International Journal of Sociology of Agriculture and Food

Marketing the ‘Slippery’ Local with the Contrived ‘Rural’: Case Studies of Alternative Vegetable Retail in the Urban Fringe of Nagoya, Japan

International Journal of Sociology of Agriculture and Food

Volume 17, issue 2 (2010), pages 89-107

Authors: Aaron Kingsburya, Yosuke Maedaa and Makoto Takahashib
Affiliation: aDepartment of Geography, University of Hawai'i, Manoa, HI, USA; bDepartment of Geography, University of Nagoya, Nagoya, Japan

ISSN: 0798-1759


Abstract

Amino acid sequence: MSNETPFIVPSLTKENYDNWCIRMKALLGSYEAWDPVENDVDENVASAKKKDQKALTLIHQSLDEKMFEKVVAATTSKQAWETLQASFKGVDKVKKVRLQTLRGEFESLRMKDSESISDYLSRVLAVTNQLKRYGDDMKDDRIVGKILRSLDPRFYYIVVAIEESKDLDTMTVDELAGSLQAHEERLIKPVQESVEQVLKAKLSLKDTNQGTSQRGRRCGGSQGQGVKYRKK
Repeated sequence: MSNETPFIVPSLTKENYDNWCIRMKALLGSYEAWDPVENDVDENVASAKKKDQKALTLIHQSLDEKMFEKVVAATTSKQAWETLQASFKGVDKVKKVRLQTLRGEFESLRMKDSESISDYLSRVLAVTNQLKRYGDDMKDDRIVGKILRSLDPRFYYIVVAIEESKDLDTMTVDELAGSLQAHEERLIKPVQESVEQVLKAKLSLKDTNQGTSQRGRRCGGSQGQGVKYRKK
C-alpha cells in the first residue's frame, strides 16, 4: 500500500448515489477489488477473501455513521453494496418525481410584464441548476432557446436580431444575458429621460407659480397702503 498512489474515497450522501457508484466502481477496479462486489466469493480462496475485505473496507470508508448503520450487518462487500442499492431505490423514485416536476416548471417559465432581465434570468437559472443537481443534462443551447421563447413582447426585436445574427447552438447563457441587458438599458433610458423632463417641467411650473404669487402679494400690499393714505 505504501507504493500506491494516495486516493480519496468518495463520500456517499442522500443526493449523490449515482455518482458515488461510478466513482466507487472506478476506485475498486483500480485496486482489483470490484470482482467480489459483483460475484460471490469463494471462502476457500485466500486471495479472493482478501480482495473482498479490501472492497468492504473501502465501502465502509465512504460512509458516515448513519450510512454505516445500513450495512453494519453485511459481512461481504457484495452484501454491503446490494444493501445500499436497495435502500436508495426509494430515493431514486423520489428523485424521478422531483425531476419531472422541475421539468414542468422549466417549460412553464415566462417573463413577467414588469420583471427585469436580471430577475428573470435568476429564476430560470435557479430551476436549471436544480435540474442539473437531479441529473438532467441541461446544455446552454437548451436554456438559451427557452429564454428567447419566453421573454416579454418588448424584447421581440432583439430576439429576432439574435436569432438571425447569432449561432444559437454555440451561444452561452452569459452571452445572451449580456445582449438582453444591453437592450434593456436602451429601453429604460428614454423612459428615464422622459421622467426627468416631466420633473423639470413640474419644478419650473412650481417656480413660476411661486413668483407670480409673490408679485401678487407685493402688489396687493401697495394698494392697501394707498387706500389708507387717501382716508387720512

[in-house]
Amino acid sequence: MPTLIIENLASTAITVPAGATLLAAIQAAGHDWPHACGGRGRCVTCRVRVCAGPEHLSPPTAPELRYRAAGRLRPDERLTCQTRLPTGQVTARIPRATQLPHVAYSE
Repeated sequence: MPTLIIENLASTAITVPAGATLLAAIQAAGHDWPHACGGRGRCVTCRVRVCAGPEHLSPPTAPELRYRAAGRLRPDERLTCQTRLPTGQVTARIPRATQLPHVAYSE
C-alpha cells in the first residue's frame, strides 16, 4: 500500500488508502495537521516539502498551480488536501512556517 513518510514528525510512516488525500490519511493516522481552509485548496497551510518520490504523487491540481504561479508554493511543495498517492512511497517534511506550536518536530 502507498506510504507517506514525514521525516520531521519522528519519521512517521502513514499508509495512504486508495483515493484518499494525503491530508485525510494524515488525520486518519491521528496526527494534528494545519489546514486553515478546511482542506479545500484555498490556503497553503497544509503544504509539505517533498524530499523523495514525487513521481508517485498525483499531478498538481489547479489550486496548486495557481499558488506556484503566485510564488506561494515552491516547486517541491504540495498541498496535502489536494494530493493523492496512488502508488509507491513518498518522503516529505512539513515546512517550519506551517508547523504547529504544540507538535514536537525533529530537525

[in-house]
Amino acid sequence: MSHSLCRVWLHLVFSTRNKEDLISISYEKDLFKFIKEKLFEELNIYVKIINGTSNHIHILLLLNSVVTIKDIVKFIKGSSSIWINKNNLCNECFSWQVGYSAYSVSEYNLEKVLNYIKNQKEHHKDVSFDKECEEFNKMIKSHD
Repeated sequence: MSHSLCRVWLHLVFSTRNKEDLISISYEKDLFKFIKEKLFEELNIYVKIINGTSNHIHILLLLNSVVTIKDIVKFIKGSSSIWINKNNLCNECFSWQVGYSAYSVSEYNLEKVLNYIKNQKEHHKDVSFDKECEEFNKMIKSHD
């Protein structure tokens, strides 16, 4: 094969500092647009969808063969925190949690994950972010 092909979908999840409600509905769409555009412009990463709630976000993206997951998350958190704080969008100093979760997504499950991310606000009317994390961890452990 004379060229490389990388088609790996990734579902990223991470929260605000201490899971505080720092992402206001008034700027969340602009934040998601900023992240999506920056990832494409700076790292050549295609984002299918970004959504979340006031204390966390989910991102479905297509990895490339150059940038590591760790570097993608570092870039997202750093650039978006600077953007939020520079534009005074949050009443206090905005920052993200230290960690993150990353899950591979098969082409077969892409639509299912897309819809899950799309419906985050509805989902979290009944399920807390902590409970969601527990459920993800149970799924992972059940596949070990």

In recent years, a wealth of research has been conducted on alternative food economies and the construction of quality in markets in North America and Europe. Nonetheless, research undertaken from these perspectives on food networks in the Japanese context remains relatively unexplored. As the definition of quality is rooted in the social, political and economic contexts of particular places, understanding its construction requires empirical studies on actual alternative food economies in Japan. In efforts to partially address this gap, this article focuses on how re-embedded and possibly appropriated alternative food economies (re-)​valorize and then combine ‘locality’ with ‘rurality’ in farm product retail outlets in the Nagoya urban fringe. The authors conducted a series of interviews with retailers who source ‘locally’ produced vegetables from outside the Central Union of Agricultural Co-operatives to assess their goals, supply strategies and marketing images. The semantics of ‘local’ was found to be highly malleable based on retail imperatives, but its visualization through the photographic depiction of farmers was found to be a salient element in the construction and marketing of ‘quality’ to consumers.

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